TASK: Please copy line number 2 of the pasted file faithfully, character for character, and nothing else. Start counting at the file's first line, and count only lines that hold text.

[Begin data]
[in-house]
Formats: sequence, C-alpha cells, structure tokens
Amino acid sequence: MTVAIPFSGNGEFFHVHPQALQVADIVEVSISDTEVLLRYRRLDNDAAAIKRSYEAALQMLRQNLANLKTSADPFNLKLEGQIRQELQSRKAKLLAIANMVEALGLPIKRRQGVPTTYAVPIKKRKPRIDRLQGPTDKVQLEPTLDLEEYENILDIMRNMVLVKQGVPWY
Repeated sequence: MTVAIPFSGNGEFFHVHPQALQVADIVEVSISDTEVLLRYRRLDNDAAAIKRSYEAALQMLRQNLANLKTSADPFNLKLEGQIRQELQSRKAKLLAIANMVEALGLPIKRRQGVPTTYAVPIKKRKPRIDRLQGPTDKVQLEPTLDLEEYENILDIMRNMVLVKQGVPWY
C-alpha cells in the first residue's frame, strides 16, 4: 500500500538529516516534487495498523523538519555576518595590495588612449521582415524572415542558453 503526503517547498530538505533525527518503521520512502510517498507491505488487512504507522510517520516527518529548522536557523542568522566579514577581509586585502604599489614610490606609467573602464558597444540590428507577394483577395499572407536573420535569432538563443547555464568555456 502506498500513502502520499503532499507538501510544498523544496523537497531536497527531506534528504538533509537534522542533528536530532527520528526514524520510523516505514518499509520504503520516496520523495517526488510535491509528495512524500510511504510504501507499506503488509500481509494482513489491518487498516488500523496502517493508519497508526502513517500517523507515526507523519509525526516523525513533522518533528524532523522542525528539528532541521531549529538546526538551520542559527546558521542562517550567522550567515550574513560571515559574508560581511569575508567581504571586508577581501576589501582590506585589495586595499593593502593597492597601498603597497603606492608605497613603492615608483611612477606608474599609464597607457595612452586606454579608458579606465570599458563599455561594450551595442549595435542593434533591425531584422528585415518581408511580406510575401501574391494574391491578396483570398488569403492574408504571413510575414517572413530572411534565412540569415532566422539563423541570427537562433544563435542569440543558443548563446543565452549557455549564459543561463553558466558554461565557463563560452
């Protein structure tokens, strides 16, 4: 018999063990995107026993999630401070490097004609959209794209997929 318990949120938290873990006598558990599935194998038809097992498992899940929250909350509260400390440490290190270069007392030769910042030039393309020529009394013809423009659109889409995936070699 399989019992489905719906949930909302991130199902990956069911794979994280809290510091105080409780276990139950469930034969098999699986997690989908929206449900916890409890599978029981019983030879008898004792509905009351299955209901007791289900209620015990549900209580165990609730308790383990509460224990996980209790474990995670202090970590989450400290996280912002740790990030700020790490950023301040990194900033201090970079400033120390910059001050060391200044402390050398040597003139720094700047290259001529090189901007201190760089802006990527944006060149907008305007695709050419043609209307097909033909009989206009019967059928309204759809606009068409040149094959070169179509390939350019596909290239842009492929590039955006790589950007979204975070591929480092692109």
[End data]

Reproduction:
Formats: sequence, C-alpha cells, structure tokens